Congressional District 3: Jones (R)

Rating: Strong Republican

Voter Registration by Race: 72% White, 23% Black, 4% Hispanic, 2% Other

Voter Registration by Party: 36% Democratic, 33% Republican, 31% Unaffiliated

2016 Presidential Election Result: 61% Trump, 37% Clinton, 3% Other

CD-03 covers most of North Carolina’s coast and much of its inner Coastal Plain, stretching from the Virginia border down the Outer Banks before terminating near Camp Lejeune. Major cities in CD-03 include Jacksonville, Havelock, New Bern, Kinston, Greenville, and Elizabeth City, although the district is predominantly rural. Perhaps its most notable features are the beaches and coastal towns of the Outer Banks, which have brought impressive population growth and tourism revenue to the region. Like the rest of eastern North Carolina, CD-03 was long a Democratic stronghold, but recent decades have seen the area shift to the GOP en masse as affluent, predominantly white voters retire along the shores of the Outer Banks and rural conservatives abandon their Democratic heritage in support of Republican candidates. Democrats still maintain a slim voter registration advantage in CD-03, although this is not reflected in election results – the district last supported Democrat candidates for statewide elected office in 2008, and it gave Trump his third-best margin of victory of any district in North Carolina in 2016. Within the district, Democrats generally perform best in counties with larger African American populations (Chowan, Pasquotank, Tyrrell, Hyde, Pitt, Greene, Lenoir, Jones), while the GOP dominates essentially everywhere else.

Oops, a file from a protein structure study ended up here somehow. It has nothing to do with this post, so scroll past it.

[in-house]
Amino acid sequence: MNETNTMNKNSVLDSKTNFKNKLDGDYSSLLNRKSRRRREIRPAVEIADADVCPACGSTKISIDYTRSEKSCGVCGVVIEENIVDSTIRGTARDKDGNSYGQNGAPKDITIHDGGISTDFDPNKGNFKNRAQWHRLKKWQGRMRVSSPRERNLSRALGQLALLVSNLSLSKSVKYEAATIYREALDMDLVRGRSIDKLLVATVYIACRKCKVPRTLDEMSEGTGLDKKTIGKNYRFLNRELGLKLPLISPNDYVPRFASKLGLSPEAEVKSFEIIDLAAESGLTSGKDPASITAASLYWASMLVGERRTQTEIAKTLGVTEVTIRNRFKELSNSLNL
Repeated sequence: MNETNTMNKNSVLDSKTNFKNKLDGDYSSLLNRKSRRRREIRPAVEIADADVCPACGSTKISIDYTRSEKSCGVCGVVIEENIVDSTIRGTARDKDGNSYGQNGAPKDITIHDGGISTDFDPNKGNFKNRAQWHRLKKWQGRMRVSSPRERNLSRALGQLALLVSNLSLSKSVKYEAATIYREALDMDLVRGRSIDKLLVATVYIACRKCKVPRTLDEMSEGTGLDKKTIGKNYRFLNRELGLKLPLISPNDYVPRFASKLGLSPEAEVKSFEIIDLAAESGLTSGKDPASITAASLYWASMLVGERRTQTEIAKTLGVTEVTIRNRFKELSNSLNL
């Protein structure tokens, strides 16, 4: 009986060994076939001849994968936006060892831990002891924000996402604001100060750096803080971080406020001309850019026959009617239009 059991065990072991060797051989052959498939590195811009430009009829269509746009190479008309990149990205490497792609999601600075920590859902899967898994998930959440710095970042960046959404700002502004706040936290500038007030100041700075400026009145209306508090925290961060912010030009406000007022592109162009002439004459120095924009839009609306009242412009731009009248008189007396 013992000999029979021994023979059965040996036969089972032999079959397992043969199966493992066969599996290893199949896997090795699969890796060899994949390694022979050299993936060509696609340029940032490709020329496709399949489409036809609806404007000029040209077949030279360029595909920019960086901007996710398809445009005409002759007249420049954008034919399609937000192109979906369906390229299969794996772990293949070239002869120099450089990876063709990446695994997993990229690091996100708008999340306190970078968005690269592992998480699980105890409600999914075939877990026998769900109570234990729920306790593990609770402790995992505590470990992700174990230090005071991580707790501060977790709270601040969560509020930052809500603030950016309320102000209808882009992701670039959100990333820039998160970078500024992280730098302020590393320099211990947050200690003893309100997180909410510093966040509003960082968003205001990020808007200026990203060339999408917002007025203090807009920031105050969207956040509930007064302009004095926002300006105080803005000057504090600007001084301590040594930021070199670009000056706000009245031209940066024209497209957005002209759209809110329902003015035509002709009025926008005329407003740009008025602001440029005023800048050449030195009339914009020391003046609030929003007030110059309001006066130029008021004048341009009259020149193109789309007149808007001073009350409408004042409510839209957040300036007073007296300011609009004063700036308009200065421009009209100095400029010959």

2018 Candidates

Total Raised (2017-2018)

Total Spent (2017-2018)

Cash on Hand (June 2018)

Debts Owed (June 2018)

Walter Jones


$498,034.38 $475,450.47 $127,727.89



GOP Congressman Walter B. Jones, Jr. was first elected in 1994, defeating a Democratic incumbent to become the first Republican to represent CD-03 since 1871. A Farmville native, Jones had switched parties to run for Congress, having previously served five terms as a Democrat representing Pitt County in the state legislature. In his time on Capitol Hill, Jones has established an almost unparalleled reputation for political independence – he became known for his opposition to the Iraq War and tendency to buck party leadership on major policy votes, resulting in his forced removal from the House Financial Services Committee in 2012. Jones’ independent streak has also drawn the ire of many Republicans in his district, and he frequently faces primary opposition from those campaigning as more traditional conservatives.

This year, GOP challengers Phil Law and Scott Dacey each garnered nearly thirty percent of the Republican primary vote to Jones’ 43%, with Law carrying Lenoir and Jones counties and Dacey winning Onslow. The congressman, however, will have a much easier time in the general election – not one Democrat filed to oppose him, likely due to his broad popularity and history of success among the district’s general electorate. Indeed, Jones was reelected in 2016 with over two-thirds of the vote against his Democratic opponent, winning all of the district’s counties and besting the margin of every other Republican congressional nominee in the state. Jones is one of only three GOP congressmen across the United States without a Democratic opponent this year, a testament to his widespread approval.


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